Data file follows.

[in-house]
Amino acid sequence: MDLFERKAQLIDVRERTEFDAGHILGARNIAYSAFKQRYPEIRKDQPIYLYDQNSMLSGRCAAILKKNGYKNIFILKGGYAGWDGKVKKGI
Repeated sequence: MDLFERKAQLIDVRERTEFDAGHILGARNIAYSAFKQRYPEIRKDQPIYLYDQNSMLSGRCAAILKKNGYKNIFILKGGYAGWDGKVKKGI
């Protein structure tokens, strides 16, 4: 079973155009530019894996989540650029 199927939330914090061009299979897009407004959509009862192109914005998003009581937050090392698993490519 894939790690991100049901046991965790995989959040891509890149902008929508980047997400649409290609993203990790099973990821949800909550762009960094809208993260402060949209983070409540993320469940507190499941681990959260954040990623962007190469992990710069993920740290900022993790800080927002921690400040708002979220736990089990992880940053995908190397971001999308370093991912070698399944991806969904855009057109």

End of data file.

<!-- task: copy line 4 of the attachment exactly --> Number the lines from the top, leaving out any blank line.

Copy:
């Protein structure tokens, strides 16, 4: 079973155009530019894996989540650029 199927939330914090061009299979897009407004959509009862192109914005998003009581937050090392698993490519 894939790690991100049901046991965790995989959040891509890149902008929508980047997400649409290609993203990790099973990821949800909550762009960094809208993260402060949209983070409540993320469940507190499941681990959260954040990623962007190469992990710069993920740290900022993790800080927002921690400040708002979220736990089990992880940053995908190397971001999308370093991912070698399944991806969904855009057109």